• forms of changing belief that are coercive include (and thus are not persuasion)
      • indoctrination
      • brainwashing
      • propagandism
      • censorship
  • persuasion requires
    • reciprocity
      • as Stephen Ziliak notes, "rhetoric judges and is judged, it moves and is moved."
    • honesty
      • which is why Aristotle was so concerned about "ethics"
    • logic
    • language
  • forms of persuasion
    • logic
    • rhetorical devices (see below)
    • heuristics
      • problem solving or argumentation that is not precise but yields an approximate truth or reality
      • heuristics are rational but not perfectly logical
      • includes:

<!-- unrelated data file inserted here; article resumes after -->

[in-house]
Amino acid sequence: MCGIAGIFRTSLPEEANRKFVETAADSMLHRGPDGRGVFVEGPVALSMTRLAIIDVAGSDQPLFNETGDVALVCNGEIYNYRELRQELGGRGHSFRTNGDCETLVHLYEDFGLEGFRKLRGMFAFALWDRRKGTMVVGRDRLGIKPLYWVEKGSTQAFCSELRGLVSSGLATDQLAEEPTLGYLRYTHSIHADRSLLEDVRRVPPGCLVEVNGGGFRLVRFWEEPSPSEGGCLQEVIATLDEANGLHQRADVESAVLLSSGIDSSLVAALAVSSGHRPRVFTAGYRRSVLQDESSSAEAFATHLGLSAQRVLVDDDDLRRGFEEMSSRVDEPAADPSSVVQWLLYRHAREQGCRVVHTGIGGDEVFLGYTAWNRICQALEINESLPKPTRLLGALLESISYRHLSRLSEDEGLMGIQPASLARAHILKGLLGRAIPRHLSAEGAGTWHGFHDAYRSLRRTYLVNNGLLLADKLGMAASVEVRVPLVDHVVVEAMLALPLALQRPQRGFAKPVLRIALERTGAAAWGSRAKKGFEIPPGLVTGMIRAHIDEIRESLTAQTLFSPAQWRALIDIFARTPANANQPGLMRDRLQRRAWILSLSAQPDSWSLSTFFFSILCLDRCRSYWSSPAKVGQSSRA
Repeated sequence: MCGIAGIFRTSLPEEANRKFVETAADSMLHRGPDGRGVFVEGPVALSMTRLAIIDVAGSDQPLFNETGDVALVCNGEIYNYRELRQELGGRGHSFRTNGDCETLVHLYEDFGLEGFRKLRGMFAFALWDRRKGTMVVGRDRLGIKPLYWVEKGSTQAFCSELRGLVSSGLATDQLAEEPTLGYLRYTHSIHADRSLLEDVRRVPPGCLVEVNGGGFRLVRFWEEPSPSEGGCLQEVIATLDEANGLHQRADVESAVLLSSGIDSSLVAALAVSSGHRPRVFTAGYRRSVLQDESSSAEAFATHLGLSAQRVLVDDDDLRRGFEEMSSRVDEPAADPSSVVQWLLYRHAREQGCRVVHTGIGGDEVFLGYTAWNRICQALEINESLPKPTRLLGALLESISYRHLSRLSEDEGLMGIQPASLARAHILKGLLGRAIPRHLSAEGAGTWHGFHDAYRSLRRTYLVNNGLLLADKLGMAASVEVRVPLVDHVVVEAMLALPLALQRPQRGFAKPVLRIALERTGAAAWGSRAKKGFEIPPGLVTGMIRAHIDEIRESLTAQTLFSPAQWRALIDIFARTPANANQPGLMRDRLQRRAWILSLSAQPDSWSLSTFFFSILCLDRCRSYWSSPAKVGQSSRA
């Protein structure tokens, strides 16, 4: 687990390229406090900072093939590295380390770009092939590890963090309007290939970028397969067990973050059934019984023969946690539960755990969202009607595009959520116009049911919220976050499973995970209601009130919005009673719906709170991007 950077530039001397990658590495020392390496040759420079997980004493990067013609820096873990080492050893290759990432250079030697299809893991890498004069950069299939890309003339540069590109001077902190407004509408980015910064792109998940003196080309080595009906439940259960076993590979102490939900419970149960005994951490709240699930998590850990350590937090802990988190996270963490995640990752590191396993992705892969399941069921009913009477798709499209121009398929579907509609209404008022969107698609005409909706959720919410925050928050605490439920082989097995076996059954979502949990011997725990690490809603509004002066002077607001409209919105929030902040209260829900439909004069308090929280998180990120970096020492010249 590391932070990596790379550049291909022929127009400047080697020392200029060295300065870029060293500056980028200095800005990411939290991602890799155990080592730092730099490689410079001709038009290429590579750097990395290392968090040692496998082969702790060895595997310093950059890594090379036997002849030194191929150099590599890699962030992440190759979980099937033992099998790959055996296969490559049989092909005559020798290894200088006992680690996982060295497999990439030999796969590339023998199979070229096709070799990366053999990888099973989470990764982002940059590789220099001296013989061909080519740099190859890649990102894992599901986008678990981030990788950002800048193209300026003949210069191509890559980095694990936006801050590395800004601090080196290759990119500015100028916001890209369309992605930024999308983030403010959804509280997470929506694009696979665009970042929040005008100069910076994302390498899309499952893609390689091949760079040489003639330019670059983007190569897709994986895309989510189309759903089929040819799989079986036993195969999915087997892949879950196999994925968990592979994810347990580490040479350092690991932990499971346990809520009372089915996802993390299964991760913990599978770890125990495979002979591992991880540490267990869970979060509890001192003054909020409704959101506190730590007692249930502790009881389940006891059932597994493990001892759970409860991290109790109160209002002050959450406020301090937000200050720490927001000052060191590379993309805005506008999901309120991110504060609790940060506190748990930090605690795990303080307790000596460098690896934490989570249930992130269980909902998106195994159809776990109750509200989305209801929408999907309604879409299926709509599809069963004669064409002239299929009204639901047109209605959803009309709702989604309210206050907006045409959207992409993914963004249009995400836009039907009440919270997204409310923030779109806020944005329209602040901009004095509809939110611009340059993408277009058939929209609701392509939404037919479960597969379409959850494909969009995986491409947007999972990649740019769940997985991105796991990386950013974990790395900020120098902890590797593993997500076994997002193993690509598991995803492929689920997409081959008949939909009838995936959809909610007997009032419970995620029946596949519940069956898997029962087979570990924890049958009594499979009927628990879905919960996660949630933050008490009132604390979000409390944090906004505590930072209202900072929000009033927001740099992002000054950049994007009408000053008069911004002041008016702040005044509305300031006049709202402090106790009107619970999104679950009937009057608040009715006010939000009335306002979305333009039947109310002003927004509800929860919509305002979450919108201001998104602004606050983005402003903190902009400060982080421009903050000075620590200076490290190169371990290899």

• educated guess
        • trial and error
        • applied experience (things turn out as expected from prior experience)

Aristotle's Modes of Persuasion[edit | edit source]

  • the commonly referred to modes of persuasion are ethos, logos and pathos
  • Aristotle also discussed a fourth mode of persuasion, kairos (see below)
  • Aristotle distinguished types of persuasive situations, including
    • epideictic = ceremonial speeches (praise or condemnation)
    • forensic = judicial, especially for establishing guilt or innocence
    • deliberative = persuasion of an audience on an issue or idea
      • the purpose of deliberative rhetoric was to pursue the koinon, or common, or greater, good
      • deliberative rhetoric was to be used in the four politeia, democracy, oligarchy, aristocracy and monarchy
  • and he distinguished two types of "rhetorical proofs"
    • proof = a logical argument that is sufficient to establish a truth